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Kenny Walter is an editor with HCPLive. Prior to joining MJH Life Sciences in 2019, he worked as a digital reporter covering nanotechnology, life sciences, material science and more with R&D Magazine. He graduated with a degree in journalism from Temple University in 2008 and began his career as a local reporter for a chain of weekly newspapers based on the Jersey shore. When not working, he enjoys going to the beach and enjoying the shore in the summer and watching North Carolina Tar Heel basketball in the winter.
Lamotrigine is currently being used as a maintenance therapy for bipolar disorder.
New research suggests lamotrigine could be a viable option in treating acute bipolar depression.
A team, led by Evyn M. Peters, Department of Psychiatry, University of Saskatchewan, analyzed the efficacy of lamotrigine compared to placebo for the treatment of acute bipolar depression and determined if certain depression scale items were more responsive to lamotrigine treatment.
While lamotrigine has commonly been used to treat bipolar depression, there is not consistent evidence showing the efficacy of the medication.
In the study, the researchers conducted an item-level analysis of pooled data from 5 randomized placebo-controlled trials testing the medication in 1072 patients with acute bipolar depression. Each patient was treated for 7-10 weeks.
The target dose of lamotrigine is 200 mg per day, with higher doses sometimes required in clinical practice.
In 4 of the 5 trials, patients were treated with 200 mg per day as the maximum dose.
The researchers explained why they thought previous trials yielded inconsistent results.
“Suboptimal dosing could explain the negative results from the monotherapy trials,” the authors wrote. “Another possible explanation for the inconsistent findings is that lamotrigine may be more effective for specific depressive symptoms that were not deliberately assessed in the original trials.”
The trials, while inconsistent, led to the approval of the treatment as a maintenance therapy in bipolar disorder, but not as an acute depression treatment.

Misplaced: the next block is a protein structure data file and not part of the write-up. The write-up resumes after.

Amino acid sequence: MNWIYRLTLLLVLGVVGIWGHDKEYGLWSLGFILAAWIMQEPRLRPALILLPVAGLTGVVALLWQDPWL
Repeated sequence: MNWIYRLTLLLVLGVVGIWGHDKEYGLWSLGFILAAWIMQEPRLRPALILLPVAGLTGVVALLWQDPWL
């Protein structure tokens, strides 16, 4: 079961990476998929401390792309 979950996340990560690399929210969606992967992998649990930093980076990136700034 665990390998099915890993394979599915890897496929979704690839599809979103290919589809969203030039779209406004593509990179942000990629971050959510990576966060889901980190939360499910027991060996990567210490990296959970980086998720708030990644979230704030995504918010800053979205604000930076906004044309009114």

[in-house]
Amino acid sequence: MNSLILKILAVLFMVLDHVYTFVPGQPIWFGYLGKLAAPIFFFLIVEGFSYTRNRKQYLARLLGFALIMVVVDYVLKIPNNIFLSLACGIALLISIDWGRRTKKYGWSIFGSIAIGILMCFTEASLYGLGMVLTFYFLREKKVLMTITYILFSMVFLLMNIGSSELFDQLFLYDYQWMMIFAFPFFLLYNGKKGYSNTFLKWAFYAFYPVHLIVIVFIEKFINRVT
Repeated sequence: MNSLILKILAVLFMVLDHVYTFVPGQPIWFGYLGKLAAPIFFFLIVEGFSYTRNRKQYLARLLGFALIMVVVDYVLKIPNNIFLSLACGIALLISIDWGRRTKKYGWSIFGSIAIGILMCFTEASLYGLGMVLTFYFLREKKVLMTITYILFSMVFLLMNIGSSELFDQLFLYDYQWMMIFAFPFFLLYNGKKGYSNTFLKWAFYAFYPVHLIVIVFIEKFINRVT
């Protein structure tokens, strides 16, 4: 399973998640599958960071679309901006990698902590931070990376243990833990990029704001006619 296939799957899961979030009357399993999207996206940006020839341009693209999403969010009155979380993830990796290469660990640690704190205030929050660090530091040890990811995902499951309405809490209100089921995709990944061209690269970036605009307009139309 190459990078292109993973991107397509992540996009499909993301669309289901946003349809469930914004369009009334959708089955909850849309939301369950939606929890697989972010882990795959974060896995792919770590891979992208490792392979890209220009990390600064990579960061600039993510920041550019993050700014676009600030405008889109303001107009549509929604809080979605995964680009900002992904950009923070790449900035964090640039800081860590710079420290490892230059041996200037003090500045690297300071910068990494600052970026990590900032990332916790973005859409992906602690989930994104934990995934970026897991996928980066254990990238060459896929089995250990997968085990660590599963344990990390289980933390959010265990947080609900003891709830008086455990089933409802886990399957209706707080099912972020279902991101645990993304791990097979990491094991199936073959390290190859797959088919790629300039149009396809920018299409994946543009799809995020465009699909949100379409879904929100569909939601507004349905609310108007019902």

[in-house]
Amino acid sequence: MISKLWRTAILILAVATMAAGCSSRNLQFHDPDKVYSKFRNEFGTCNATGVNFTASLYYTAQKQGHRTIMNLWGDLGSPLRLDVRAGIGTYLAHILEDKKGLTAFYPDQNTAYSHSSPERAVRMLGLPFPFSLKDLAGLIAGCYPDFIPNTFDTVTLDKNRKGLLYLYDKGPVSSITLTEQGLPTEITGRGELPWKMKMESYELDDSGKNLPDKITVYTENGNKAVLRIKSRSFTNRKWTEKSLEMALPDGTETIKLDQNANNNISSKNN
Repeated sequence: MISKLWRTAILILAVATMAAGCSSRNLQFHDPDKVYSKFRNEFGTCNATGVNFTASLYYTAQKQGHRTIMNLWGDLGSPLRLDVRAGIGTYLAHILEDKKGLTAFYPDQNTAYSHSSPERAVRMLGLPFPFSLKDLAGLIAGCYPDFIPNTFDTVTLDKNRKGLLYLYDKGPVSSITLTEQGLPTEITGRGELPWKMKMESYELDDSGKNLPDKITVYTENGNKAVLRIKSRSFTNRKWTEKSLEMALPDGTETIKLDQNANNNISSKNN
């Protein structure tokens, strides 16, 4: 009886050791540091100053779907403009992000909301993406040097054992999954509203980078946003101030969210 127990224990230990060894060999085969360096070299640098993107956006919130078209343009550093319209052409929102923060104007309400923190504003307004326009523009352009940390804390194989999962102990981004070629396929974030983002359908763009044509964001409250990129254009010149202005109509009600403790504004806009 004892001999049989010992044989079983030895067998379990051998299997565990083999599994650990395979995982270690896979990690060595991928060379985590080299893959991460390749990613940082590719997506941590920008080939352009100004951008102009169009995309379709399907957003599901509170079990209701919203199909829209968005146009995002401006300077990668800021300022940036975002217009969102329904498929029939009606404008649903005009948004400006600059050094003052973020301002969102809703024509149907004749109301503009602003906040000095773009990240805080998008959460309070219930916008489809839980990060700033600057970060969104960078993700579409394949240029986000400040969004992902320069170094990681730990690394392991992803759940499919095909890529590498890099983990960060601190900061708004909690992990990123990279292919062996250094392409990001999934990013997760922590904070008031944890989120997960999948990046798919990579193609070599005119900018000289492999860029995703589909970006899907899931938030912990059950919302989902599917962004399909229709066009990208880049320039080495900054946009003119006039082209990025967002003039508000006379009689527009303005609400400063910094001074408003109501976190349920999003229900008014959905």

The researchers measured depressive symptoms with the Hamilton Depression Rating Scale and the Montgomery-Asberg Depression Rating Scale.
“Relying on total depression scale sum scores over targeted assessments of core depressive symptoms may have impeded signal detection in the original trials,” the authors wrote.
The team also compared change scores on individual scale items between the different treatment groups.
The study resulted in statistically significant effects on items assessing depressed mood/sadness, lack of interest/anhedonia, pessimism/guilt, and anergia/fatigue on both scales.
However, they found marked variation in the baseline symptom prevalence, as well as items with higher scores at baseline generally had larger and statistically significant treatment effects.
“The results suggested a significant treatment effect on core symptoms of depression,” the authors wrote. “A floor effect appeared to limit the sensitivity of other scale items. Given the exploratory nature of the analysis, firm conclusions cannot be drawn, although the results were consistent with past research.”
However, the researchers said the study should be duplicated in order to confirm the hypothesis.
“Given the exploratory nature of the analysis, the results need to be considered hypothesis-generating until replicated with additional data,” the authors wrote. “Furthermore, the results may not generalize to broader clinical populations, and only clinician-rated symptom scales were used to measure efficacy.”
The researchers also did not test for interactions with other variables including age and sex. Finally, the use of single items to assess symptoms is another limitation, although it does permit comparison with a significant number of industry-sponsored trials.
The study, “Lamotrigine for acute bipolar depression: An exploratory item-level analysis,” was published online in Brain and Behavior.